Meanwhile, Twitter user Samia added: ‘Never use Uber again. Every time I try to book a ride home from central London, it gets canceled by at least five drivers.
‘I have a rating of 4.5. It ends up taking longer to order an Uber now than to get home to me. I took a black taxi home and it was cheaper including my gratuity! ‘
Others have taken to Twitter to complain about the ‘crazy prices’ they are being charged. One wrote: ‘I spent £ 13 on an Uber for Hockley for The Park Estate the other night … makes sense.’
Another claimed they were offered more than £ 70 for a trip from Croydon to east London. A Twitter user wrote: ‘Was in Hammersmith in west London the other day. Have to walk about a mile with the tube down.
‘Uber would charge £ 18 and make me wait 15 minutes for other passengers’ trips to end. Tributed to a black taxi from the station that was ready to go, it only cost me £ 15 with a tip. ‘
Union leaders have pointed the finger at Uber for the decline in service.
Charlie McNamara, branch coordinator at United Private Hire Drivers (UPHD), told MailOnline: ‘Employers often complain that they do not have enough employees while paying low wages. This is one of those cases. ‘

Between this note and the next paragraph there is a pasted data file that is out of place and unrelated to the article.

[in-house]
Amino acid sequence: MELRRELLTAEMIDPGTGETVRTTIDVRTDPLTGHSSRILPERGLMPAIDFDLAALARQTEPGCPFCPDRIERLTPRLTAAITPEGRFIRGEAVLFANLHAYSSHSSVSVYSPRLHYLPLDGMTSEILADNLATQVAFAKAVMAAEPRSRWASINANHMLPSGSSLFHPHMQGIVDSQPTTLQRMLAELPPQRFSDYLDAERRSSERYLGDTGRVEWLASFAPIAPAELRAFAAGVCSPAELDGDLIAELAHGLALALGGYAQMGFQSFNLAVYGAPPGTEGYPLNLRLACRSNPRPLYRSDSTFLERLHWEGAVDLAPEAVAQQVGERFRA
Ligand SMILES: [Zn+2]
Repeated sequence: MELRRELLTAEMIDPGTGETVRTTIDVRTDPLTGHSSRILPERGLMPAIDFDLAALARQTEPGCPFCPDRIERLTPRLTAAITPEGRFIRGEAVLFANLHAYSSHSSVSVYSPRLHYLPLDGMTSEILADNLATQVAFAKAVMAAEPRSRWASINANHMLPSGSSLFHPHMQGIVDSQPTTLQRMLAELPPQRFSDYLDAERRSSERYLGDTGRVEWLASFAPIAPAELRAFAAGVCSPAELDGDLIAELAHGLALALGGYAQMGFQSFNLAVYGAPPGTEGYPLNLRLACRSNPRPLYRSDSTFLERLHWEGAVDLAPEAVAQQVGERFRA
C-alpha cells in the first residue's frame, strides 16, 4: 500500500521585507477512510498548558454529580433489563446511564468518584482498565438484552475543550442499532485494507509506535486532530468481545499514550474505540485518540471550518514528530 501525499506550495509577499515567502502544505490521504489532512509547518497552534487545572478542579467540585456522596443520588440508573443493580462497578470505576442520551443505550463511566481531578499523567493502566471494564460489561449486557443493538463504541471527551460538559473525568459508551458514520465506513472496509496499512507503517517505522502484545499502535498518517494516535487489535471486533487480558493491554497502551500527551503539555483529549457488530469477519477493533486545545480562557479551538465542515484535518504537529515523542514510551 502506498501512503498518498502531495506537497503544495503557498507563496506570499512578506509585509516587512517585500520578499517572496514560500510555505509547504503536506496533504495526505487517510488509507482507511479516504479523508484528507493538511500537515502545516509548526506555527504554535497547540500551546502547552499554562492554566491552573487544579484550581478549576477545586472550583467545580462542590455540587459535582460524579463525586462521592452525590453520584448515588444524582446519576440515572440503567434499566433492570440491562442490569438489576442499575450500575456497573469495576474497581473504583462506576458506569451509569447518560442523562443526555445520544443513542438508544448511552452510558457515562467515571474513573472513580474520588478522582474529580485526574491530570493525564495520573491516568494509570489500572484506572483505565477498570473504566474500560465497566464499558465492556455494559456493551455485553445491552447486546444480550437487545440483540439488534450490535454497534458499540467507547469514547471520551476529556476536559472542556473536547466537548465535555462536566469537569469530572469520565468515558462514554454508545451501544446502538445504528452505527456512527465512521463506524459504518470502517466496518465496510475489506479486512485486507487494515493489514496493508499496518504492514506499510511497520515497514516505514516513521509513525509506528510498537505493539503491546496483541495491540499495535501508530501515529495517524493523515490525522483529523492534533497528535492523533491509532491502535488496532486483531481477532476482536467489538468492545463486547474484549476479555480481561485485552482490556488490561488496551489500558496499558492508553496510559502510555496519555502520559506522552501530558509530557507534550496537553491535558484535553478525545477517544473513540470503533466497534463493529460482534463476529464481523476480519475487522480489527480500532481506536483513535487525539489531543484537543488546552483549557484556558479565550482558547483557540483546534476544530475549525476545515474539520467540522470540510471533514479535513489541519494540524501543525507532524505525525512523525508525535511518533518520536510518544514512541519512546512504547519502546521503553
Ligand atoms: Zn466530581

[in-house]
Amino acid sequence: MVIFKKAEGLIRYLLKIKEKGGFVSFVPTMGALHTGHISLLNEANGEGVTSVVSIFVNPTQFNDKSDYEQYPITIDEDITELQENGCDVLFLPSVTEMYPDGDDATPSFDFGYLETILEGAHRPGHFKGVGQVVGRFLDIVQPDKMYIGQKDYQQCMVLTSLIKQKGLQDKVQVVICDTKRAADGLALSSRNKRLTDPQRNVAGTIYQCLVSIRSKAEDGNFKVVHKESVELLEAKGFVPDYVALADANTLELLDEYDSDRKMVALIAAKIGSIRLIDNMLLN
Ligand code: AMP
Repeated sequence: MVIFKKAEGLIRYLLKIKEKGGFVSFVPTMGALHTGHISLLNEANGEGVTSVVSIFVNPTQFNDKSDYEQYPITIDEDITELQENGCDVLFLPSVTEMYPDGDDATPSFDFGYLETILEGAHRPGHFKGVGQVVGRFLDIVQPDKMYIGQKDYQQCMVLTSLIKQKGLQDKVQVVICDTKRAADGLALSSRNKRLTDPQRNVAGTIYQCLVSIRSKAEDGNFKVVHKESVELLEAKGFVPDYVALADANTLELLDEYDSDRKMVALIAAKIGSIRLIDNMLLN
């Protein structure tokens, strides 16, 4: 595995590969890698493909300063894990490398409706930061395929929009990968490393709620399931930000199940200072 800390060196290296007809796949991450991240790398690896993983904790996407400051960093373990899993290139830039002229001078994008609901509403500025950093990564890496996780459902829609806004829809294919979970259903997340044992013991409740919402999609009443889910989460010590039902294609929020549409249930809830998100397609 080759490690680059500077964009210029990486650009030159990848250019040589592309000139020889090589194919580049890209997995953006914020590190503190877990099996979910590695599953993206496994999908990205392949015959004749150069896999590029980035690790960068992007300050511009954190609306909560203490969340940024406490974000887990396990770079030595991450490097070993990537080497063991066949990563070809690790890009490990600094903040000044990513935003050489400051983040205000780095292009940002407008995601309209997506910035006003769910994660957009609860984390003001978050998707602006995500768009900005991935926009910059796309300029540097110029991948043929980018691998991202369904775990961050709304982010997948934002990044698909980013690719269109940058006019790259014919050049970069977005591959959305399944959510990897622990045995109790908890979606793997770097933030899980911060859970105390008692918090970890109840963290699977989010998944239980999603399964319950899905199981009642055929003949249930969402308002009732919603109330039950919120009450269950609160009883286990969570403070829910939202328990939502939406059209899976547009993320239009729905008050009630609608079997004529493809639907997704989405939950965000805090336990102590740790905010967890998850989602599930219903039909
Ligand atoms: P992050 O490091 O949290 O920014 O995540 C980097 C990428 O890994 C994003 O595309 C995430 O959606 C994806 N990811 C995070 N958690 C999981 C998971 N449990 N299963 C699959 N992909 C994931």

Why it’s become so difficult to get an Uber: Perfect storm of problems faced by customers wanting a ride
Lack of drivers
Uber has lost thousands of drivers since the start of the Covid pandemic, according to those working with the service. Many drivers are believed to have swapped taxi rides with takeaway deliveries after a huge drop in demand for cabs during lockdown. Uber says it wants to recruit 20,000 new drivers by the end of 2021.
Lack of drivers has led to a rise in rising prices, some say. The app automatically raises prices to match increased demand. With fewer Uber drivers nearby, the increase is more happening, drivers say.
Drivers using competing apps
Uber drivers are allowed to use rival ride-hailing apps at the same time. This allows them to pick and choose the best prices. But it also means drivers can cancel trips on the way to pick-up if they find a better fare, giving users a longer wait time.
Tours are not worth it for drivers
Because Uber does not pay its drivers to get to a customer, drivers say that short trips that take a long time to get to are not worth it. This means that if you are far away from a group of drivers and it is a short ride, it may not be economically viable for them to pick you up.
Low-traffic neighborhood schemes cause a nightmare
On top of that, Low Traffic Neighborhood schemes make it harder for taxi drivers to reach their customers and discourage them from accepting fares.